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China’s political biometric ID surveillance grows in scope and tech

A surveillance systems company unfamiliar outside its native China is coming into view as Beijing pushes biometrics recognition into more areas of the country.

Mass DNA collections are also underway, targeting oppressed Uyghur and Tibetan minorities in China.

Researchers at the University of Toronto have published a lengthy report about compulsory biometric identifiers being increasingly used for identification and surveillance of Uyghurs in China’s remote and sparsely populated northwest region.

Super Red, also known as the Beijing Wanlihong Technology, makes iris scanning and data-protection software. It claims total assets of 13.5 billion yuan and revenue over 10 billion (US$1.43 billion), and connections to the Chinese Academy of Sciences, which is part of the central government and Communist Party.

Public records indicate that Super Red has been contracted by 19 Qinghai municipalities for biometrics programs. It reportedly also has built at least 20 province-level iris databases.

According to the report, 1.2 million to 1.5 million eye scans were completed in Qinghai Province between March 2019 and July 2022.

The university researchers have based their conclusions in part on 53 public documents that they say provide insight into the scale of an iris biometrics project that has received little attention.

They claim that 21 percent to 26 percent of Qinghai’s 5.9 million residents have submitted to iris scanning.

It is unlikely that many of those scans will be used to unlock a phone.

Qinghai abuts Xinjiang, an autonomous region that has been an enormous testbed for AI surveillance systems and has received global news coverage. Both are dominated by Uyghurs.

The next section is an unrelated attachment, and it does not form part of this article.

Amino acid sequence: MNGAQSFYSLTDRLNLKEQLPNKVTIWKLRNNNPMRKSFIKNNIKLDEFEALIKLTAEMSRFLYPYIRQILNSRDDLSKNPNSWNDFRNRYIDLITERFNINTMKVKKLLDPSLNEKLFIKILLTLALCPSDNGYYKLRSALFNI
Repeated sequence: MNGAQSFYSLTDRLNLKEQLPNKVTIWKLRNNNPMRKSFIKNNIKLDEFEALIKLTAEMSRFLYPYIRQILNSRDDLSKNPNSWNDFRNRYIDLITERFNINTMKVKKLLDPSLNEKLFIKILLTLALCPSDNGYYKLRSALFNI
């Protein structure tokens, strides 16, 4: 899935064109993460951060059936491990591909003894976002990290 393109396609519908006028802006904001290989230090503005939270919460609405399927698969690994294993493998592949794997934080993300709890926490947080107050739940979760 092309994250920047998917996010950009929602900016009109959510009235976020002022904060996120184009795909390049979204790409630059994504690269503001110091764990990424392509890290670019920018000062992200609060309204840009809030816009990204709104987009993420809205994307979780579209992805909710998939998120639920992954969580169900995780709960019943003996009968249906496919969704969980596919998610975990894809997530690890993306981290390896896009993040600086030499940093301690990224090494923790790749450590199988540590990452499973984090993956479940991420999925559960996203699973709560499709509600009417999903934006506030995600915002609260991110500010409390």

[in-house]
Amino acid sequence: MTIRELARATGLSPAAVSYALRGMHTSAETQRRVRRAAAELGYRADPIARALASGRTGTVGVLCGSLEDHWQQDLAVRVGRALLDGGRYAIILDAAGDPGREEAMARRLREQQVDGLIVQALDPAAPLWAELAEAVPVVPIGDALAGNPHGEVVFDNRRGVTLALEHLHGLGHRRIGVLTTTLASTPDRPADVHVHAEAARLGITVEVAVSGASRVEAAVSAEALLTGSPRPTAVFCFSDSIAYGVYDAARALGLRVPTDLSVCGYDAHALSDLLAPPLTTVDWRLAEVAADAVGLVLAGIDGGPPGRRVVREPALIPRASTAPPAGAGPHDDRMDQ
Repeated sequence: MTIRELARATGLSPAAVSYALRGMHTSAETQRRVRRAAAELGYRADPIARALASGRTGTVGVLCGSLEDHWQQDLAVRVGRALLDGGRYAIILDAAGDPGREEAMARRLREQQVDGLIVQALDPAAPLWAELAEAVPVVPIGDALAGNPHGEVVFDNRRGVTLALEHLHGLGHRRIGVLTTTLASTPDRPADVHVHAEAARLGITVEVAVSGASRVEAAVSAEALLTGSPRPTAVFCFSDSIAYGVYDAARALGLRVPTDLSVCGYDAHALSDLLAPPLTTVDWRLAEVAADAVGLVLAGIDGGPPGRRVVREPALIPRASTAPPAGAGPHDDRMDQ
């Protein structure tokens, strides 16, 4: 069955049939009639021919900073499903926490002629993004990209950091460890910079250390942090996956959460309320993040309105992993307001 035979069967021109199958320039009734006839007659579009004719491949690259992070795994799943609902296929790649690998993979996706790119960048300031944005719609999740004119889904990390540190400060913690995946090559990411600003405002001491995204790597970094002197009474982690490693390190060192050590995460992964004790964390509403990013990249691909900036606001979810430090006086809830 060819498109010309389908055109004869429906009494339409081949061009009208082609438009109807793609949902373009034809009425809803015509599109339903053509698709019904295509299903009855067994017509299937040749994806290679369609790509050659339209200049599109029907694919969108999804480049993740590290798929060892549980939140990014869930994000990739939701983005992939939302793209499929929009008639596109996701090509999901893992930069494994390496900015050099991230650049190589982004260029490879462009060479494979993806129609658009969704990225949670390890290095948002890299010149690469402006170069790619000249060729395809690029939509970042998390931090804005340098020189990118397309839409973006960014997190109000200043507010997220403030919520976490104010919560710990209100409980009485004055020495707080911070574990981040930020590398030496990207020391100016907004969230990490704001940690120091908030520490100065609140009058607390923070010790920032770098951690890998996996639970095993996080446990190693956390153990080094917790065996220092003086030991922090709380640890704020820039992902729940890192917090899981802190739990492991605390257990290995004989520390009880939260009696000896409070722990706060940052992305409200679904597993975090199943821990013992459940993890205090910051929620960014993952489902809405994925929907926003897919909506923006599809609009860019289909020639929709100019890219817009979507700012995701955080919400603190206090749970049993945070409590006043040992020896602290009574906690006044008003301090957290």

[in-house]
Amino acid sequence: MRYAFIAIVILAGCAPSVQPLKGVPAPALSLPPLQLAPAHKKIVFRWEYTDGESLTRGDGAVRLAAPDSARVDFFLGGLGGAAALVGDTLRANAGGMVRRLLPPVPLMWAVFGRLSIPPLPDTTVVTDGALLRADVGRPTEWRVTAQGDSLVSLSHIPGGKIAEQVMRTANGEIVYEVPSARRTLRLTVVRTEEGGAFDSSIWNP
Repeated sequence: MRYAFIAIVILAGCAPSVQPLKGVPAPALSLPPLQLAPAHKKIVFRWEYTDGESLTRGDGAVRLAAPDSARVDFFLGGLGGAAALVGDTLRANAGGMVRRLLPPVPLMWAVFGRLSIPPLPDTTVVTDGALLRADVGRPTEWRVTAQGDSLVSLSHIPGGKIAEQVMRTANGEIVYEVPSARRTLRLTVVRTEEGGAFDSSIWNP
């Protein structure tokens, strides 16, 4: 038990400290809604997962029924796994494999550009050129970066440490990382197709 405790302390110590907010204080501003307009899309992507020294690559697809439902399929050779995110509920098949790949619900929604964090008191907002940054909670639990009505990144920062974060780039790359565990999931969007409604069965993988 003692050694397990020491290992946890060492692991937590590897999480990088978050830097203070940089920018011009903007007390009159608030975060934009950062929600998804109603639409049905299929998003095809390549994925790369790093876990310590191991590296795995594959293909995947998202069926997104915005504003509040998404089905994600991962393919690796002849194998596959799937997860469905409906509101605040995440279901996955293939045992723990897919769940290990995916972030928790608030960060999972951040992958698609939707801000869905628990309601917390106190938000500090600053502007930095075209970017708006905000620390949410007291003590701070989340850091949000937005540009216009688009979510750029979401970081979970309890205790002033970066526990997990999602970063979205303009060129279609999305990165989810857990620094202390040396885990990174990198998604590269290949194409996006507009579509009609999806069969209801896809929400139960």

Beijing identifies Muslims as categorically dangerous to the political stability that China’s core Han ethnic group tenaciously tries to impose nationwide. In the last decade, the government has funded advancements in facial recognition software and camera and network hardware.

The result is an international market for Chinese biometric surveillance systems, but also a density of equipment in Xinjiang that is likely second to none around the world. It is used to identify and imprison Uyghurs and others who worry the state in re-education camps.

DNA roundups are occurring, too.

A large group of legislators from around the global are advocating for a halt to commercial activities among companies that are participating in the deployment, use and management of DNA biometric screening systems in “the Uyghur region, Tibet and elsewhere” in China.

Some groups, looking at the biometric identification and surveillance as well as the re-education camps, and see a genocide.

The Uyghur Human Rights Project has called on United States and Canadian executives working for China-based biometric surveillance firm Dahua to resign. Dahua is one of the better-known companies that have profited by Uyghur surveillance policies.